One Last Cup of Kofi Before I Go

Kofi Annan gave his last major speech as UN Secretary General, and I had the prilvege to watch it on television.

You couldn’t miss the conviction in his words. Sure, he’s not exactly charismatic, but he spoke of some lofty goals:

“First, we are all responsible for each other’s security.

Second, we can and must give everyone the chance to benefit from global prosperity.

Third, both security and prosperity depend on human rights and the rule of law.

Fourth, states must be accountable to each other, and to a broad range of non-state actors, in their international conduct.”

But what had me puzzled was his litmus test for legitimate power: “When power, especially military force, is used, the world will consider it legitimate only when convinced that it is being used for the right purpose — for broadly shared aims — in accordance with broadly accepted norms.” He appeals to the absolute necessity for the rule of law, then he defines it as “broadly accepted norms”?

Since when did a thing being broadly accepted make it right? Slavery was broadly accepted (globally) for thousands of years; does that make Martin Luther King a villian like Hitler, because he spoke out against broadly accepted norms? This brings about the obvious dilemma when something is not broadly accepted, when it’s broadly controversial, like Iran’s possesion of nuclear technology or America’s death penalty. What’s a global community to do?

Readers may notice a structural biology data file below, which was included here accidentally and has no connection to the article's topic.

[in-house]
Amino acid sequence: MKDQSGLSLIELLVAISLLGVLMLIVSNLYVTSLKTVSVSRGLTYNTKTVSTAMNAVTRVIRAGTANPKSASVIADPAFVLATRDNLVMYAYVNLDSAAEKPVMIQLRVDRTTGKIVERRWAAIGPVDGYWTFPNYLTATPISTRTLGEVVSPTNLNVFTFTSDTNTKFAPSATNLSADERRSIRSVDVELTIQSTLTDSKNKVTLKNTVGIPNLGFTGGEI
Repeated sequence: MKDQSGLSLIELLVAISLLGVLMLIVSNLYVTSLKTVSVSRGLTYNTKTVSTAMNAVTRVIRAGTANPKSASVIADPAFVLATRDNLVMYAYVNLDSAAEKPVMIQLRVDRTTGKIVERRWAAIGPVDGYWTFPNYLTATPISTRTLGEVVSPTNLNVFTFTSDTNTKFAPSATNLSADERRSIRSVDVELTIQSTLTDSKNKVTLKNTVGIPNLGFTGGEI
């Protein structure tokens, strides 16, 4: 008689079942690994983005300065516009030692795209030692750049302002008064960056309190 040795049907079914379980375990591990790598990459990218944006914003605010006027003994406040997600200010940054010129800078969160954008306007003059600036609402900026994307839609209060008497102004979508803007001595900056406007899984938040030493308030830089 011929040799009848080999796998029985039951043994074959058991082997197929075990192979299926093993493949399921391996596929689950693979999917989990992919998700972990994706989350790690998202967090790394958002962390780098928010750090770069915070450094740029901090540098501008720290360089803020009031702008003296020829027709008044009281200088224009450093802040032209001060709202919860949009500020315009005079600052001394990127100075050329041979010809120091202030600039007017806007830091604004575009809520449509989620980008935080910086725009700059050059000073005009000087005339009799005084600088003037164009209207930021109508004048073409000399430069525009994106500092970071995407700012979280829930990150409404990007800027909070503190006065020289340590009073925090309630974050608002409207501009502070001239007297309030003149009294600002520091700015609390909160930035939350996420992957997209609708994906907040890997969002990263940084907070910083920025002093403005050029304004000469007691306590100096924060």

“No nation can make itself secure by seeking supremacy over all others.” This smells like peaches and roses until you understand that he doesn’t really mean that. A few breaths later, he declares: “Respect for national sovereignty can no longer be used as a shield by governments intent on massacring their own people, or as an excuse for the rest of us to do nothing when such heinous crimes are committed.” We have a responsibility to uphold the rule of law, and if you are not ascribing to these widely held norms, we (as a global collective) have the right, nay, the responsibility to enforce them. Conformity equals rightness.

Now, I understand the importance of the accountability. He makes some pretty astute observations relating America’s size with it’s responsibility. And for the record, I think America has made quite a few mistakes (or “poor life choices” as my wife is required to tell her daycare kids) in her day. But the UN has very little power with which to enforce that accountability. And worse yet–if you actual gave the UN the teeth it needed to affect change, imagine what would happen if your country strayed from global norms?

I don’t pretend to have easy answers. I do know that our founding fathers spent many long years hammering out similar issues (on a national scale) and we still run into problems. Proof positive that we, the people of the whole world, do have one thing in common: a sin nature.

On a lighter note, did you hear Dunkin’ Donuts is hiring Kofi Annon as their new spokesperson?

No, “Kofi.”
Ohh… “Kofi”.
Yeah, “Kofi.”